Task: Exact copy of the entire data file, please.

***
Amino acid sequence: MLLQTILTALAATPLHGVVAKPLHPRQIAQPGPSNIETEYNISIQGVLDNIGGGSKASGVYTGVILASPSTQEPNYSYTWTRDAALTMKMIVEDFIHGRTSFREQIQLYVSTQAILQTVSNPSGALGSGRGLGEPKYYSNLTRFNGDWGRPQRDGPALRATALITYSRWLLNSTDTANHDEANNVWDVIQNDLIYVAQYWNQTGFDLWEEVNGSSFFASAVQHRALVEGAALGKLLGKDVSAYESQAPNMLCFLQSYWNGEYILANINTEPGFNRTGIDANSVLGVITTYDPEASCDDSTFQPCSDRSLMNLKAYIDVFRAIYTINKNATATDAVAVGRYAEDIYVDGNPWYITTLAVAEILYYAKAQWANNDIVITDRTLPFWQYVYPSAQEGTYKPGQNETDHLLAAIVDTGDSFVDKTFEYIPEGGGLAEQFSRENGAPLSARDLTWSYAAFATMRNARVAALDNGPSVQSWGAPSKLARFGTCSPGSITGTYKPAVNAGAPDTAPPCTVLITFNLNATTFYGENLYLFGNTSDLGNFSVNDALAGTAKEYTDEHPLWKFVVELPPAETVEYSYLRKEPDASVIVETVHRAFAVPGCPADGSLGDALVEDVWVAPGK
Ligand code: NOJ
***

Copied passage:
Amino acid sequence: MLLQTILTALAATPLHGVVAKPLHPRQIAQPGPSNIETEYNISIQGVLDNIGGGSKASGVYTGVILASPSTQEPNYSYTWTRDAALTMKMIVEDFIHGRTSFREQIQLYVSTQAILQTVSNPSGALGSGRGLGEPKYYSNLTRFNGDWGRPQRDGPALRATALITYSRWLLNSTDTANHDEANNVWDVIQNDLIYVAQYWNQTGFDLWEEVNGSSFFASAVQHRALVEGAALGKLLGKDVSAYESQAPNMLCFLQSYWNGEYILANINTEPGFNRTGIDANSVLGVITTYDPEASCDDSTFQPCSDRSLMNLKAYIDVFRAIYTINKNATATDAVAVGRYAEDIYVDGNPWYITTLAVAEILYYAKAQWANNDIVITDRTLPFWQYVYPSAQEGTYKPGQNETDHLLAAIVDTGDSFVDKTFEYIPEGGGLAEQFSRENGAPLSARDLTWSYAAFATMRNARVAALDNGPSVQSWGAPSKLARFGTCSPGSITGTYKPAVNAGAPDTAPPCTVLITFNLNATTFYGENLYLFGNTSDLGNFSVNDALAGTAKEYTDEHPLWKFVVELPPAETVEYSYLRKEPDASVIVETVHRAFAVPGCPADGSLGDALVEDVWVAPGK
Ligand code: NOJ